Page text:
On May 11, 2016, President Barack Obama signed the Defend Trade Secrets Act of 2016 (the “DTSA”), which provides a federal civil cause of action to manufacturers for the misappropriation of trade secrets under the Economic Espionage Act. While the DTSA substantially mirrors the protections afforded under the Uniform Trade Secrets Act, currently adopted by 48 states, the DTSA gives manufacturers a choice of whether to file in state or federal court. Importantly, the DTSA provides manufacturers with a new avenue to address a wide range of trade secret issues.
For manufacturing companies with trade secrets “related to a product or service used in, or intended for use in, interstate or foreign commerce,” the DTSA provides, for example:
- Federal Civil Action. The DTSA creates a federal civil cause of action, giving original jurisdiction to United States District Courts. This will allow companies to file in or move most trade secret litigation to federal court. The original federal jurisdiction conferred by the DTSA will, in turn, invariably include federal supplemental jurisdiction for claims for breach of contract, related common law claims, and state statutory claims. Importantly, similar to federal employment laws, the DTSA does not supersede state trade secret laws.
- Seizure of Property. Unlike any of the pre-existing state laws, the DTSA includes a provision that permits the Court to issue an order, upon ex parte application in “extraordinary circumstances,” seizing property to protect against improper dissemination of trade secrets. Interestingly, the DTSA permits such an order only if the moving party has not publicized the requested seizure and includes imbedded confidentiality protections that protect seized information from public disclosure. If granted, the Court is required to schedule a seizure hearing and the moving party will be required to provide security in an amount to be determined by the Court for the payment of any possible damages suffered as the result of a wrongful or excessive seizure. This provision of one of the more robust features of the new law, permitting, for example, the seizure of computer hardware and software that has been used for misappropriation without giving notice to the party against whom the order is issued, and thereby decreasing the risk of spoliation of evidence. This can be an important weapon in dealing with ever-increasing cyber-threats.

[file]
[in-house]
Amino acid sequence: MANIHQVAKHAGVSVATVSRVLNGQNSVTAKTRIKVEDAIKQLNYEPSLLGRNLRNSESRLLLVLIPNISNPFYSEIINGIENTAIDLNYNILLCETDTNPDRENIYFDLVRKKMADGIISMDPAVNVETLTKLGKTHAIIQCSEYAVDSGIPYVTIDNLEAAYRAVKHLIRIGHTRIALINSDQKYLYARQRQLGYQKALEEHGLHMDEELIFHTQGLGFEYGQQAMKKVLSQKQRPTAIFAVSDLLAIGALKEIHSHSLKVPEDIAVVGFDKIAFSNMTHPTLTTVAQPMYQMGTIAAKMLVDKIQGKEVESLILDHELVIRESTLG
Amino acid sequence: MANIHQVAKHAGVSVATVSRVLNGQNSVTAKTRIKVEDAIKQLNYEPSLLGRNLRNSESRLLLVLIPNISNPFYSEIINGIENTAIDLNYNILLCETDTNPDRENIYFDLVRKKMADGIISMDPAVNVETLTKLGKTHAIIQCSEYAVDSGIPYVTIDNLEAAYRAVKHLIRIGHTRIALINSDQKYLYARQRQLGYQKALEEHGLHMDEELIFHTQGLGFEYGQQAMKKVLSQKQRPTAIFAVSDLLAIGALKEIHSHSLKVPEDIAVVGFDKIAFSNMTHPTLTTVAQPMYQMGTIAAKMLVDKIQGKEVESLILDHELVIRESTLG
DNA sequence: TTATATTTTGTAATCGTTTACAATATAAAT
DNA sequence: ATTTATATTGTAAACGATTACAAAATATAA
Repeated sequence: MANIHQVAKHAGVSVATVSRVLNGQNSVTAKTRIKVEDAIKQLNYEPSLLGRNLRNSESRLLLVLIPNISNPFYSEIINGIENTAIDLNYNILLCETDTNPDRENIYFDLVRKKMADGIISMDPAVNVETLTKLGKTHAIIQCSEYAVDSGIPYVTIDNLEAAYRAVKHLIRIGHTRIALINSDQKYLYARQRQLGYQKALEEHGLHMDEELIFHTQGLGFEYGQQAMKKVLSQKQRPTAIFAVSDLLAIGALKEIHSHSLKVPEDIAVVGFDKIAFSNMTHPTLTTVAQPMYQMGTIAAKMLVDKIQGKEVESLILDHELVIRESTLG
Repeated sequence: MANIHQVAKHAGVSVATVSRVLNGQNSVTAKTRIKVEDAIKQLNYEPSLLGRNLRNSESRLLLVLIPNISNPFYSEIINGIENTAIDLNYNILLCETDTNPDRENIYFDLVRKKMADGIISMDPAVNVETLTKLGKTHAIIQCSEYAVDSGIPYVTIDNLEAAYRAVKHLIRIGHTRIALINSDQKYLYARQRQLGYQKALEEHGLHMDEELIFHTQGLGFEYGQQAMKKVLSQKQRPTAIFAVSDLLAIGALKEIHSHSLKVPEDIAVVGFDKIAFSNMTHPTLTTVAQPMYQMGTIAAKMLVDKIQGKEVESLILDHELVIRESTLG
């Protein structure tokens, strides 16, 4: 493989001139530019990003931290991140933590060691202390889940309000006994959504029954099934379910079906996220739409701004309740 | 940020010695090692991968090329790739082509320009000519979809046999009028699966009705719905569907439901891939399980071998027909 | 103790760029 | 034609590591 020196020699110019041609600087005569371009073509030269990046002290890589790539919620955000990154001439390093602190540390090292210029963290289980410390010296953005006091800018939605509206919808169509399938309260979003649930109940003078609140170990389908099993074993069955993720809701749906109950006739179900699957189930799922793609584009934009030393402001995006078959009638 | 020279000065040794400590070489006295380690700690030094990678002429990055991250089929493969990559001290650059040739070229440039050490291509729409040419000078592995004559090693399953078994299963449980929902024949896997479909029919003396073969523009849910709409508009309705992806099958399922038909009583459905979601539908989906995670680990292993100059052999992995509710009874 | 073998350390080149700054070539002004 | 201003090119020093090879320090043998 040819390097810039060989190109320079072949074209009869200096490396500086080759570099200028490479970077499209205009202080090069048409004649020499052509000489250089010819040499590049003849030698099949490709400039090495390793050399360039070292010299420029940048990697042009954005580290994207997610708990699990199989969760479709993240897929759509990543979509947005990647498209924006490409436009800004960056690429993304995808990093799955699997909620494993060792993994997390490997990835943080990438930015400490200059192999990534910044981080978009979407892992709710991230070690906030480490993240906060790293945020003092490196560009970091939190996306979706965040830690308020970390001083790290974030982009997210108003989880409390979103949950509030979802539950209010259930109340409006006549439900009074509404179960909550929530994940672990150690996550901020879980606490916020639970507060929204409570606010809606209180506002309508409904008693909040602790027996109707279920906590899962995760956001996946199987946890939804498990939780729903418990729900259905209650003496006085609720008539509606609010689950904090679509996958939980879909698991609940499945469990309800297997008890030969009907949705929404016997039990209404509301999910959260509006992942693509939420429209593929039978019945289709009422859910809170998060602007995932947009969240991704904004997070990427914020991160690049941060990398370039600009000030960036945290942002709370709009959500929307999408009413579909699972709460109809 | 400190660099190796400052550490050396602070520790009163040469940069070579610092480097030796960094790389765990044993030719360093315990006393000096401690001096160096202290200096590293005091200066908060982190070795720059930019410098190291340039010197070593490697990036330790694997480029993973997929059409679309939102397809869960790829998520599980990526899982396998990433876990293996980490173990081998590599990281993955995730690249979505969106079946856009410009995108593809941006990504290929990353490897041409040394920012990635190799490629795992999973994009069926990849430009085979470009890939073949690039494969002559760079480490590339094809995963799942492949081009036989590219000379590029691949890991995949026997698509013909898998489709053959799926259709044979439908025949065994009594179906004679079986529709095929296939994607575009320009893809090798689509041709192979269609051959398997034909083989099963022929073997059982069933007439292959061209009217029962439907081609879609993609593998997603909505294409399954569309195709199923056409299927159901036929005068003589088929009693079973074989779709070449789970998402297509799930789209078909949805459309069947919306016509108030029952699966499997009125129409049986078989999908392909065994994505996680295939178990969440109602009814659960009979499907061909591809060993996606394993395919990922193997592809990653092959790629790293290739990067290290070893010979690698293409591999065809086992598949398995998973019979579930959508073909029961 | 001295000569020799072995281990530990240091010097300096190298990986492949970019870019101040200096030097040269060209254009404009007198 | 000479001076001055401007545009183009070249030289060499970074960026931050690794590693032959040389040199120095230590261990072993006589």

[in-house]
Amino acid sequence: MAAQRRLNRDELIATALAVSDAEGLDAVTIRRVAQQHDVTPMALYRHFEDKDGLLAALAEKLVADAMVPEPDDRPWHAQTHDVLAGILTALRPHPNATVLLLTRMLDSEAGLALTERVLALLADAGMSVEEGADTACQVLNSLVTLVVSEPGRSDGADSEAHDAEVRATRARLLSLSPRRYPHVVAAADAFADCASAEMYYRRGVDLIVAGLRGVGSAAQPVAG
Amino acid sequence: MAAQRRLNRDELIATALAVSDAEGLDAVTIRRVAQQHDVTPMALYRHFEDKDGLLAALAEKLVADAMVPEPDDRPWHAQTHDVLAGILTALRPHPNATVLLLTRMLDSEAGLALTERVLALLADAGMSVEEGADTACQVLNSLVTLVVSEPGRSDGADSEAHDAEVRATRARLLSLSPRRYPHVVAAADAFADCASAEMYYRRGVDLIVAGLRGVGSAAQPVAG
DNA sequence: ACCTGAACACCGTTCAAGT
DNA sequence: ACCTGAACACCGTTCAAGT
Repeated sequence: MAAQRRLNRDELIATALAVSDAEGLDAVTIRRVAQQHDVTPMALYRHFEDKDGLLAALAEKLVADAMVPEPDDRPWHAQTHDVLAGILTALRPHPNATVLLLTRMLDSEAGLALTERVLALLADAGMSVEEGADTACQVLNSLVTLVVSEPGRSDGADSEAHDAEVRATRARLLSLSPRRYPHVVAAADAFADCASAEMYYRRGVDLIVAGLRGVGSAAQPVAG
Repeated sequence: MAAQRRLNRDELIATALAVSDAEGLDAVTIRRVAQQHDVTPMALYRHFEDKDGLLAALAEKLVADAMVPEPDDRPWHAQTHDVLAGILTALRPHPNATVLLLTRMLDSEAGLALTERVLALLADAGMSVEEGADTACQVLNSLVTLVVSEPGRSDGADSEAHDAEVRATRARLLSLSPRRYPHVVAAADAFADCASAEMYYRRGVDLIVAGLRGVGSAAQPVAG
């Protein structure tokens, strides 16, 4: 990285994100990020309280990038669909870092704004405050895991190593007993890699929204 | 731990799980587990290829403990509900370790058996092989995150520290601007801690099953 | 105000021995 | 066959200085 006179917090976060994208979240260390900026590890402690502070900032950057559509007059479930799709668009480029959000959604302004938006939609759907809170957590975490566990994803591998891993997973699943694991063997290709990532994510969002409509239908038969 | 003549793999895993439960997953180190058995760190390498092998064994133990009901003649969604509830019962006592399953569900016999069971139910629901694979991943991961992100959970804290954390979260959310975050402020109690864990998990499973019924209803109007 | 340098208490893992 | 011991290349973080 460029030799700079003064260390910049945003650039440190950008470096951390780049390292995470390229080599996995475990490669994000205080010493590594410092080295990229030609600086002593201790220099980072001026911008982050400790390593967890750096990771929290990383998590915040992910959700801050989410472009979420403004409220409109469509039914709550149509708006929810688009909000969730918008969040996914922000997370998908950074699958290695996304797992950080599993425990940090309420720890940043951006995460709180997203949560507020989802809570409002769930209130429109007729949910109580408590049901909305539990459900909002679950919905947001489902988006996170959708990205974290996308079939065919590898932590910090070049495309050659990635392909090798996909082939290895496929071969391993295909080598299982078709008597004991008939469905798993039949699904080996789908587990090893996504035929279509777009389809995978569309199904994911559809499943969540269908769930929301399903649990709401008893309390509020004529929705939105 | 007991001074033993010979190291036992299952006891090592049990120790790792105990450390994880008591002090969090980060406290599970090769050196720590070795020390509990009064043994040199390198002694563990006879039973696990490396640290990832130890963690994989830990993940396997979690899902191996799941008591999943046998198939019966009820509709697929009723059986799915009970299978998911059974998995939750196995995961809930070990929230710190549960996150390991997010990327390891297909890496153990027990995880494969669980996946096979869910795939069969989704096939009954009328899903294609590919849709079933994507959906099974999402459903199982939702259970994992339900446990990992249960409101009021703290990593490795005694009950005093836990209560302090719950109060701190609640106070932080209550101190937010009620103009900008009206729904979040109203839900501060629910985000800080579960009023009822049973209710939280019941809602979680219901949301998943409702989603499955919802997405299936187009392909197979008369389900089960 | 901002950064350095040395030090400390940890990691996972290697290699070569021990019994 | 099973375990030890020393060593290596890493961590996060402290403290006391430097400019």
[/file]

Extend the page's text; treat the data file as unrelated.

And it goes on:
- Injunctive Relief. The DTSA permits a court to award injunctive relief to “prevent any threatened or actual misappropriation” of trade secrets, including, for example, conditioning (while not preventing) employment relationships that are shown to threaten misappropriation of trade secrets.
- Damages and Attorney’s Fees. In addition to the seizure of property and injunctive relief, the DTSA permits for the recovery of damages for actual losses and unjust enrichment, and allows for exemplary damages for “willful or malicious” misappropriation of trade secrets. The DTSA also provides for the recovery of reasonable attorney’s fees under certain circumstances, including “if a claim of  misappropriation is made in bad faith, which may be established by circumstantial evidence, a motion to terminate an injunction is made or opposed in bad faith, or the trade secret was willfully and maliciously misappropriated”.
- Whistleblower Protections and Notice Requirement. The DTSA includes civil and criminal immunity under federal and state trade secret laws for any disclosures made to a governmental agency for the purpose of reporting or investigating a legal violation. Of more immediate concern, the DTSA requires that an employer provide notice of these protections in any employment agreement governing confidential information or provide a cross-referenced policy document setting forth the employer’s reporting policy. Failure to comply with the notice requirement prohibits the recovery for exemplary damages and attorney’s fees under the DTSA. In light of this notice requirement, employers should review their confidentiality agreements, provisions, and policies to determine how best to navigate this new law.
The primary effect of the DTSA is to federalize trade secret misappropriation actions and ensure full access to the federal courts for trade secret litigants, thereby ushering in a new era by providing a federal cause of action for trade secret misappropriation that falls in line with its federal IP cousins. Manufacturers should take stock and proactively protect against dissemination of their trade secrets while simultaneously updating their employee handbooks and agreements to ensure availability of exemplary damages and attorneys’ fees should any action be required. As the saying goes, “an ounce of prevention is worth a pound of cure”.